The FAA had no comment.
A second recommendation called on the FAA to emphasize the need to remain attentive to air traffic controllers. Questionable behavior during the incident led to the suspension of an air traffic controller and his supervisor at Teterboro Airport in northern New Jersey, where the plane originated.
"The NTSB is concerned with the complacency and inattention to duty evidenced by the actions of the (Teterboro) controller and supervisor," NTSB Chairman Debbie Hersman wrote, indicating that the male controller was joking with a female friend by phone when the collision occurred.
The controller's supervisor was running a personal errand and couldn't be found immediately after the accident.
Teterboro Airport has had more than its share of problems in recent years. Two men were injured in the fiery crash of a small plane there last week. A 2008 report by the Government Accountability Office found 23 runway incursions - incidents in which aircraft and vehicles stray into areas designated for takeoffs and landings - from fiscal 2001 through 2007. That was only two fewer than nearby Newark Liberty International Airport, which handles about three times as many flights.
Patrick Forrey, president of the National Air Traffic Controllers Association, defended the controller and accused the NTSB of rushing to assign blame.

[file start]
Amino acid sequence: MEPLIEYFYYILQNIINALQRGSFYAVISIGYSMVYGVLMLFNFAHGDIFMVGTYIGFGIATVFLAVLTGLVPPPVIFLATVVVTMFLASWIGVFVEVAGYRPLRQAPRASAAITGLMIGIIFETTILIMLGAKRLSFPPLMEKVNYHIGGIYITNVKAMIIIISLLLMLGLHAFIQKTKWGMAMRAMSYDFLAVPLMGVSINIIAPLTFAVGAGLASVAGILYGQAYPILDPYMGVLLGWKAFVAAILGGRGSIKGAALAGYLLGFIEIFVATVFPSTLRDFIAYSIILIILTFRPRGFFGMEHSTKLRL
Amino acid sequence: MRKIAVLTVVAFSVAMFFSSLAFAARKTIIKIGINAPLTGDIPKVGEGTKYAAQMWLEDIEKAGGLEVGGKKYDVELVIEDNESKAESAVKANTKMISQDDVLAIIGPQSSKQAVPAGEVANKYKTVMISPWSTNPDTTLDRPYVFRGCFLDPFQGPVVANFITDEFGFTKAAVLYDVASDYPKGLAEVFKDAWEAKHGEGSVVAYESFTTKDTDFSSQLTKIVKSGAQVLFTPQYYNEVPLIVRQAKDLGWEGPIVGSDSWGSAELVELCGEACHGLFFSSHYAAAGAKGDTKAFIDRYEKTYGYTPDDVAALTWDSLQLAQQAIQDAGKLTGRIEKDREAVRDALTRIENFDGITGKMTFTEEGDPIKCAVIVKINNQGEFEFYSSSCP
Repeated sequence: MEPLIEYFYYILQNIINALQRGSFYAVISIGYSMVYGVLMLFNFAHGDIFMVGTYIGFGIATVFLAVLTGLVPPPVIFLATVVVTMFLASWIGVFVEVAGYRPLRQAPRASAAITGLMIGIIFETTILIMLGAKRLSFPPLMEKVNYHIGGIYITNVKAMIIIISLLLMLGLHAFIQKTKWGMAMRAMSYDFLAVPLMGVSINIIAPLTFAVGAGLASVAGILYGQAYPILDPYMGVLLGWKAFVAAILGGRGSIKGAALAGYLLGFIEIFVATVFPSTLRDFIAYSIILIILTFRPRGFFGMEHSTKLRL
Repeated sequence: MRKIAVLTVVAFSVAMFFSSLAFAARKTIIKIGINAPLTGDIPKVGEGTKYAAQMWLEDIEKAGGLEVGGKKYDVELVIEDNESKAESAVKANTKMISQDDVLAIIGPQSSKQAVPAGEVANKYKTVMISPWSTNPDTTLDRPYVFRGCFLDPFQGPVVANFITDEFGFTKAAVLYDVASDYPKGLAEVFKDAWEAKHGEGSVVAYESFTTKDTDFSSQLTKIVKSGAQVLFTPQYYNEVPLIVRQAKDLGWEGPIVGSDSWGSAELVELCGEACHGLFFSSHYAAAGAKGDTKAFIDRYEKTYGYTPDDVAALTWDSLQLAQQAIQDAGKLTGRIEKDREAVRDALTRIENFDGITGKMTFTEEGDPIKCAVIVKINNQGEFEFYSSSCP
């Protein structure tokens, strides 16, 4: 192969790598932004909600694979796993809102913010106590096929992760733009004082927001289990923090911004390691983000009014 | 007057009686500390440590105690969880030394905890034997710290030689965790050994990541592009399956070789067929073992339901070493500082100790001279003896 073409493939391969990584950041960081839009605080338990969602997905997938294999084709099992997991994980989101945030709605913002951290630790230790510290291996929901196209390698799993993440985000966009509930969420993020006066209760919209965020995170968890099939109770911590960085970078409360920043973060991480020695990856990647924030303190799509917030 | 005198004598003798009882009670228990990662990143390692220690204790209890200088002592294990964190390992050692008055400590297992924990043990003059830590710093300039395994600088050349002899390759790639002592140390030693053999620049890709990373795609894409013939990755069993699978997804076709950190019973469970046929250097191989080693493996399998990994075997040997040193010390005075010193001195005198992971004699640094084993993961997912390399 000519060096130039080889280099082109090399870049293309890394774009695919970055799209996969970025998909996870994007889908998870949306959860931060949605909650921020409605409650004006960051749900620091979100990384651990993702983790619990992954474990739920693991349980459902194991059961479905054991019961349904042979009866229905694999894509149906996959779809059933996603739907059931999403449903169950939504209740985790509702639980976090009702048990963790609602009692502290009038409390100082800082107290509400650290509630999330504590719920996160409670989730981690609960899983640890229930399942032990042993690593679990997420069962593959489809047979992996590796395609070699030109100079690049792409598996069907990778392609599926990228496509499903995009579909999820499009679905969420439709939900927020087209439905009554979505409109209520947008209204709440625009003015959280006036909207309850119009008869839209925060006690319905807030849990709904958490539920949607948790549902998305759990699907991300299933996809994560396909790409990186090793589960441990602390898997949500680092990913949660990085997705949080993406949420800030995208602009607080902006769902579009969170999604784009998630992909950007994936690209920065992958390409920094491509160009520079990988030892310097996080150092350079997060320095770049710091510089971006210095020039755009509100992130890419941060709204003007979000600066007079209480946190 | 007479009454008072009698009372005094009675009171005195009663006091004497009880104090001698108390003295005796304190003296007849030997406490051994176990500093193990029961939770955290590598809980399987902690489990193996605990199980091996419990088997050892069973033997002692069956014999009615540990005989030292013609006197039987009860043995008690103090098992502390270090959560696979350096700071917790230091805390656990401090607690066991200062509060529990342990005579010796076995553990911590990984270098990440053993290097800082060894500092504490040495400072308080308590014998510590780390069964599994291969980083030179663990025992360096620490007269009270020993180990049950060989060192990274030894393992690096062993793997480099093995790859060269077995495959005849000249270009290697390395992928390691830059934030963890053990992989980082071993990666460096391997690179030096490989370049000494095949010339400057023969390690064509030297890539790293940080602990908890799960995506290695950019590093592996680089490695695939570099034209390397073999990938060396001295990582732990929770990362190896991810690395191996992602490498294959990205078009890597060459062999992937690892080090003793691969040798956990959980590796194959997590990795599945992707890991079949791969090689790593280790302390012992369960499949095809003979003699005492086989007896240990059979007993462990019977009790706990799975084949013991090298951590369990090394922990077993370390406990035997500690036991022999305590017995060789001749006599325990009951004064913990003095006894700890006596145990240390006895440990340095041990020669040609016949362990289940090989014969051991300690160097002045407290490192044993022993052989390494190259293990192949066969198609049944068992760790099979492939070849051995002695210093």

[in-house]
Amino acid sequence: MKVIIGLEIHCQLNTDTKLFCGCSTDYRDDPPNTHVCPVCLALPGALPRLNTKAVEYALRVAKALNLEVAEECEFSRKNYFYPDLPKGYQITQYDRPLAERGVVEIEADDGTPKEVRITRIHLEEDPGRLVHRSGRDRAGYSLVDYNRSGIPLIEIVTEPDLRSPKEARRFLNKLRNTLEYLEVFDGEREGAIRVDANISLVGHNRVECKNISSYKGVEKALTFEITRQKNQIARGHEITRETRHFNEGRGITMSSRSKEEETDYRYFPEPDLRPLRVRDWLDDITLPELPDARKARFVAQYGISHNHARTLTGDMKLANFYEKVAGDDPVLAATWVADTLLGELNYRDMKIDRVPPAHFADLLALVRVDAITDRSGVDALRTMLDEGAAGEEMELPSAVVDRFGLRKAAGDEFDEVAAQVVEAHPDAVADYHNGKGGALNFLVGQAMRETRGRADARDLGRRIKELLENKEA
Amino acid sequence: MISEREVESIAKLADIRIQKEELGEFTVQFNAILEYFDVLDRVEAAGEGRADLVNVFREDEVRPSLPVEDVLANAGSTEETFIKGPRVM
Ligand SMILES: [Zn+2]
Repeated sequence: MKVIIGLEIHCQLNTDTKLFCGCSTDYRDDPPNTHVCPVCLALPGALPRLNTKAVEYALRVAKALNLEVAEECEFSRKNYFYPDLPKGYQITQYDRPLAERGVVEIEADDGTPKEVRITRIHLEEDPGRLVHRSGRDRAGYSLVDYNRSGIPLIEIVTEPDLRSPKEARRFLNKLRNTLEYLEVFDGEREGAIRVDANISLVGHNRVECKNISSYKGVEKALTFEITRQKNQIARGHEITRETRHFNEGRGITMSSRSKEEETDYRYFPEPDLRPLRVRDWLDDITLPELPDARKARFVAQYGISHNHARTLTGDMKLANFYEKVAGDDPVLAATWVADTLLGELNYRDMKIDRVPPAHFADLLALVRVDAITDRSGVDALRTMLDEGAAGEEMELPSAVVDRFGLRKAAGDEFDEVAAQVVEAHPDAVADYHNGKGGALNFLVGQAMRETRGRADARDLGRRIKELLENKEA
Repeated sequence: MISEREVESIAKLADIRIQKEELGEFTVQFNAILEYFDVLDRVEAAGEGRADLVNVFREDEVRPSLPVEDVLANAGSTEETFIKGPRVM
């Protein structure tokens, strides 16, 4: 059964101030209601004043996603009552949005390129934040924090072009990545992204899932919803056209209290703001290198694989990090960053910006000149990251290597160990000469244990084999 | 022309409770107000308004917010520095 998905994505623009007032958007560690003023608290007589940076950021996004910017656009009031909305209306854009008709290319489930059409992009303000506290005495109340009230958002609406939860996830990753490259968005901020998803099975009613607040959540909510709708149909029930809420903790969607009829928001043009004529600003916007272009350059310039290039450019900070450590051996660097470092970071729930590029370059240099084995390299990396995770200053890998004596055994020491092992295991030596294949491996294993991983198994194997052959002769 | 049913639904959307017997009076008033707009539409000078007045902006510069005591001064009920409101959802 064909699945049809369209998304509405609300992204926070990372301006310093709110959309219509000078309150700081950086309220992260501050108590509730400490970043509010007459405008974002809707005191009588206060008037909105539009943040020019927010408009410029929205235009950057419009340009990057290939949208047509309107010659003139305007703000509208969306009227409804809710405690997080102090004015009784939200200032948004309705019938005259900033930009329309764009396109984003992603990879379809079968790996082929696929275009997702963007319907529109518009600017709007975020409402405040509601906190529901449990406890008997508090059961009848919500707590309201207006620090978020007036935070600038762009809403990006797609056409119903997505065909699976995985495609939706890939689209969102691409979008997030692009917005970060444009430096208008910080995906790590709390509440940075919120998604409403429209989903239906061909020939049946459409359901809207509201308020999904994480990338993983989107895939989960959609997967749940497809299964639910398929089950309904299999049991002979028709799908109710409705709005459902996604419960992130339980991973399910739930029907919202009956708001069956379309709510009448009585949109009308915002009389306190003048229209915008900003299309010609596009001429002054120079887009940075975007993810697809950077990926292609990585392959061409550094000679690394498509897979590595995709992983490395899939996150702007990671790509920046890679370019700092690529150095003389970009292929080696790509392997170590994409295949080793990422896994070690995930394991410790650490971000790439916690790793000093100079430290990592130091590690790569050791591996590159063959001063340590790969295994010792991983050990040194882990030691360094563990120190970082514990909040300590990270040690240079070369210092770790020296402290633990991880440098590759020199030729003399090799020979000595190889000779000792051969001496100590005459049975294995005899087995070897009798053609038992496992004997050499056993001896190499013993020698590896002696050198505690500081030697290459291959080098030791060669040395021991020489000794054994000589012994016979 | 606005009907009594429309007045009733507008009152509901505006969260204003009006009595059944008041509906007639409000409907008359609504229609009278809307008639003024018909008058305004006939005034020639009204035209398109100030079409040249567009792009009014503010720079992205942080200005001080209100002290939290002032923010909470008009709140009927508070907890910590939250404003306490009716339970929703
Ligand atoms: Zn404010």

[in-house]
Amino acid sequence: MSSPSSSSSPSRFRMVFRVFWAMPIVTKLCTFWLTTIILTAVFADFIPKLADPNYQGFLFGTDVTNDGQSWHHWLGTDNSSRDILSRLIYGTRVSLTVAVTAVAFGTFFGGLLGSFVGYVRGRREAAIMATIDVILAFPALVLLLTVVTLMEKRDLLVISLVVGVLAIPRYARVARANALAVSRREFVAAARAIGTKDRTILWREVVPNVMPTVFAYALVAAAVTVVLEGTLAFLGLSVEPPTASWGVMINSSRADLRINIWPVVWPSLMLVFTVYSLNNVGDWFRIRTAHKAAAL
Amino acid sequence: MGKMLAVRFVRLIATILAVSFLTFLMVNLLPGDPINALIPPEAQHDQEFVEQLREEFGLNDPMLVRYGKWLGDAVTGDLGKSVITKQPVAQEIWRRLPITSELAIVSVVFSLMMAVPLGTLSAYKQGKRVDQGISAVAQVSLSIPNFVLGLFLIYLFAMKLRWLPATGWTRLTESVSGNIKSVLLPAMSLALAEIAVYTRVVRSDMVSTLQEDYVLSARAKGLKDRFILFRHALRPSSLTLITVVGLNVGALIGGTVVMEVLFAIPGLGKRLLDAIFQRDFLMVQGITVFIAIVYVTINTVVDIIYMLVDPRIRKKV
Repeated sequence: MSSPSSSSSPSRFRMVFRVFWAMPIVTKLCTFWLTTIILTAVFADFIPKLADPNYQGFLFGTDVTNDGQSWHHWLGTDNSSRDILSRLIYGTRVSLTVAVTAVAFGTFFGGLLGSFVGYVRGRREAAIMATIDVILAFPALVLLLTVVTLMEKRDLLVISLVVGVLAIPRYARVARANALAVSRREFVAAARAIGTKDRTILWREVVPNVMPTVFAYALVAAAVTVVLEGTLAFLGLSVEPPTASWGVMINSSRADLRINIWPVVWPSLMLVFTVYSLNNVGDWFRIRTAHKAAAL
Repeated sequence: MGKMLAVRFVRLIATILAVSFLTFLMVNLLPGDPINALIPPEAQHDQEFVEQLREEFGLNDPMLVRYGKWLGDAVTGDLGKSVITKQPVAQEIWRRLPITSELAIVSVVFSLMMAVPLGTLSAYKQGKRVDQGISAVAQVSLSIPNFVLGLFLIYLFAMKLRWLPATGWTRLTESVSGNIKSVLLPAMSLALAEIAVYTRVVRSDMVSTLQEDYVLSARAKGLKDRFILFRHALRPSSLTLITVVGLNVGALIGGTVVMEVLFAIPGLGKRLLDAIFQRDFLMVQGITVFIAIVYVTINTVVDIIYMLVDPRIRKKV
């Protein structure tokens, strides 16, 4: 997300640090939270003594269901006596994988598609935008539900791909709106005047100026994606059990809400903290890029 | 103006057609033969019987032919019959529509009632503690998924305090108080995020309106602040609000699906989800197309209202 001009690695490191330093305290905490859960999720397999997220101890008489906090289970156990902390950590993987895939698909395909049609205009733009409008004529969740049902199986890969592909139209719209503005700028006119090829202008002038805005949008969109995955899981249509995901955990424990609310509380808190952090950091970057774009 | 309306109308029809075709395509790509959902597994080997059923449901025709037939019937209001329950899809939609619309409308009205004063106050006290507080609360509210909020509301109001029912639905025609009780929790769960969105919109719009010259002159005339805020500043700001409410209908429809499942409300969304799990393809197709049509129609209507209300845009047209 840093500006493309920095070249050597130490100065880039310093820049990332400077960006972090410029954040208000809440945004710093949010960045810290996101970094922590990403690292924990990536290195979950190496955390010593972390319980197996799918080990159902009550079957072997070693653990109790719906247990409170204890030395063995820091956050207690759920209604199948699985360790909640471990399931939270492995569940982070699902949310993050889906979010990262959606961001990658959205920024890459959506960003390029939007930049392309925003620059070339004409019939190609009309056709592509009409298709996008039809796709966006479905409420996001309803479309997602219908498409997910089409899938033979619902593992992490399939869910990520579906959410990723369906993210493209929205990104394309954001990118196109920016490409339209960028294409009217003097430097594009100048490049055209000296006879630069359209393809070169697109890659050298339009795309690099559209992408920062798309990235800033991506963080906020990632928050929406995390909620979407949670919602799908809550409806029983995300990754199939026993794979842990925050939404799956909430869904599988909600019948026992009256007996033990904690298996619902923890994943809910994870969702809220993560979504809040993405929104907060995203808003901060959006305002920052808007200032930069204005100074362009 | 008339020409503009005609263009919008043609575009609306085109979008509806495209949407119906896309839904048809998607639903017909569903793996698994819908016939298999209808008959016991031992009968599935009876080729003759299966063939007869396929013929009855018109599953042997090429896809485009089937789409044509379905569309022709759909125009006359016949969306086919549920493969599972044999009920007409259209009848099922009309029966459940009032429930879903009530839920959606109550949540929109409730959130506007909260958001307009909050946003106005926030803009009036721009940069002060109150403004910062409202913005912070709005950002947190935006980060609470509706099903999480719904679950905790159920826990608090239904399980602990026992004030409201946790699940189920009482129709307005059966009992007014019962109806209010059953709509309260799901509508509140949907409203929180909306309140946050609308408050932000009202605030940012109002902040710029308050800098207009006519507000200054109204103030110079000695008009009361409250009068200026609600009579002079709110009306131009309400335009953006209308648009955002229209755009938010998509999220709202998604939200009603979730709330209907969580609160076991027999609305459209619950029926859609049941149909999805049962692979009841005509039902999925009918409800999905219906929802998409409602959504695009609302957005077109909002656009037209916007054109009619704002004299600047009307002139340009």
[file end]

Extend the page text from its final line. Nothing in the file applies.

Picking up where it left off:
"The bottom line here is that the controller is not responsible for contributing to this tragic accident and he did everything he could do," Forrey said.
Controllers typically focus on airliners operating in controlled air space, rather than the small helicopters and planes in the Hudson River air corridor. However, the plane's pilot had specifically requested to be followed. The NTSB letter indicates he was on a radio channel used by controllers when he was over the Hudson, instead of the channel local pilots use to tell one another where they are in the corridor between New York and New Jersey.
The letter notes that the controller's workload was light and should have enabled him to provide more information to the pilot about air traffic in the area.
Aviation experts welcomed the NTSB's proposed separation of slow-moving helicopters, which carry commuters and sightseers through the Hudson air corridor, from faster planes. The 1,100-foot-high corridor is not subject to the same flight plans and air control as the airspace above it, which is frequented by larger airliners.
Hubert "Skip" Smith, an associate professor emeritus of aerospace engineering at Penn State University, predicted early on that the midair collision would lead to the separation by altitude.
"It's important to separate helicopters and planes because they're so different and move at very different speeds," Smith said Thursday. "The helicopters are mostly engaged in local traffic, carrying sightseers and commuters, whereas the planes are mostly passing through."
Matt Zuccaro, president of the International Helicopter Trade Association, said the congested Hudson corridor is relatively safe and the midair collision is the first there in 26 years. However, he said he supports any recommendation that can make it safer.
Hersman wrote in the NTSB letter that established procedures aren't enough.
"Our recommendations," she said, "suggest operational changes that can make this corridor a safer place to fly."
Associated Press writer Joan Lowy in Washington contributed to this report.